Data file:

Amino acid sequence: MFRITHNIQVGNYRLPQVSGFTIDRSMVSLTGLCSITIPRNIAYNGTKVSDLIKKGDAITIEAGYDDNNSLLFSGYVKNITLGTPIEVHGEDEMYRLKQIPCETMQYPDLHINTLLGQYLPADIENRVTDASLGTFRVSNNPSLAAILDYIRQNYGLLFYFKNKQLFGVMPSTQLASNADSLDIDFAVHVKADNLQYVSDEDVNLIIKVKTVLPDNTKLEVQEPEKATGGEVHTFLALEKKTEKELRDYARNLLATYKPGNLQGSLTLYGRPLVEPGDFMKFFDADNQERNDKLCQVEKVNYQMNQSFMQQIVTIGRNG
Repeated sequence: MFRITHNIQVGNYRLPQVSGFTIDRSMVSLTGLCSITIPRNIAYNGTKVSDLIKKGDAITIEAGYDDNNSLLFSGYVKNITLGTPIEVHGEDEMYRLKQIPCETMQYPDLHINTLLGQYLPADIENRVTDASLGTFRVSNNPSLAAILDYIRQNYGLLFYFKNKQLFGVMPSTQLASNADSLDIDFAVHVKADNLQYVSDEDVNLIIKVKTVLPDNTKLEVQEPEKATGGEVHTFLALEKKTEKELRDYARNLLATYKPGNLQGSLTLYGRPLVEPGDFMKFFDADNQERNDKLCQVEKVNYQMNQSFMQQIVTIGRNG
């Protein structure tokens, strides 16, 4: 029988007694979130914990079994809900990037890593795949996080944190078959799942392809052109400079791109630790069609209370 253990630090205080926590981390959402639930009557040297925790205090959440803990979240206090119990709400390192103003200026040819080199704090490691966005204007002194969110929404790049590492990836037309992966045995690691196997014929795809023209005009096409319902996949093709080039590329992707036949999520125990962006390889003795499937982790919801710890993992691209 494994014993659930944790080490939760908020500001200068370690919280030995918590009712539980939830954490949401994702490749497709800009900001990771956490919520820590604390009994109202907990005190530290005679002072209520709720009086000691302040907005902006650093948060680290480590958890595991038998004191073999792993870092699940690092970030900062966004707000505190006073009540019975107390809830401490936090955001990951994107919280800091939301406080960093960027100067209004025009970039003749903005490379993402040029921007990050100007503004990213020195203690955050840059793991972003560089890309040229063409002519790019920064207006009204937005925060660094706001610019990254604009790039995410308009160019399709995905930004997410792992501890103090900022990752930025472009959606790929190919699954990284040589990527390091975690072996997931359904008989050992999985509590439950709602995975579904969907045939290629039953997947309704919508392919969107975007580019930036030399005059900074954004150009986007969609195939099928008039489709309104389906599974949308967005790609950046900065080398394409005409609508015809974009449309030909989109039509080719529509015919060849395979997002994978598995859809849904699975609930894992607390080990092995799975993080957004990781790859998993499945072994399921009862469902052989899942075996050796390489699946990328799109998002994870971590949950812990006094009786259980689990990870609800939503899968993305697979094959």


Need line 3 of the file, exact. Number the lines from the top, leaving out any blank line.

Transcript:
């Protein structure tokens, strides 16, 4: 029988007694979130914990079994809900990037890593795949996080944190078959799942392809052109400079791109630790069609209370 253990630090205080926590981390959402639930009557040297925790205090959440803990979240206090119990709400390192103003200026040819080199704090490691966005204007002194969110929404790049590492990836037309992966045995690691196997014929795809023209005009096409319902996949093709080039590329992707036949999520125990962006390889003795499937982790919801710890993992691209 494994014993659930944790080490939760908020500001200068370690919280030995918590009712539980939830954490949401994702490749497709800009900001990771956490919520820590604390009994109202907990005190530290005679002072209520709720009086000691302040907005902006650093948060680290480590958890595991038998004191073999792993870092699940690092970030900062966004707000505190006073009540019975107390809830401490936090955001990951994107919280800091939301406080960093960027100067209004025009970039003749903005490379993402040029921007990050100007503004990213020195203690955050840059793991972003560089890309040229063409002519790019920064207006009204937005925060660094706001610019990254604009790039995410308009160019399709995905930004997410792992501890103090900022990752930025472009959606790929190919699954990284040589990527390091975690072996997931359904008989050992999985509590439950709602995975579904969907045939290629039953997947309704919508392919969107975007580019930036030399005059900074954004150009986007969609195939099928008039489709309104389906599974949308967005790609950046900065080398394409005409609508015809974009449309030909989109039509080719529509015919060849395979997002994978598995859809849904699975609930894992607390080990092995799975993080957004990781790859998993499945072994399921009862469902052989899942075996050796390489699946990328799109998002994870971590949950812990006094009786259980689990990870609800939503899968993305697979094959």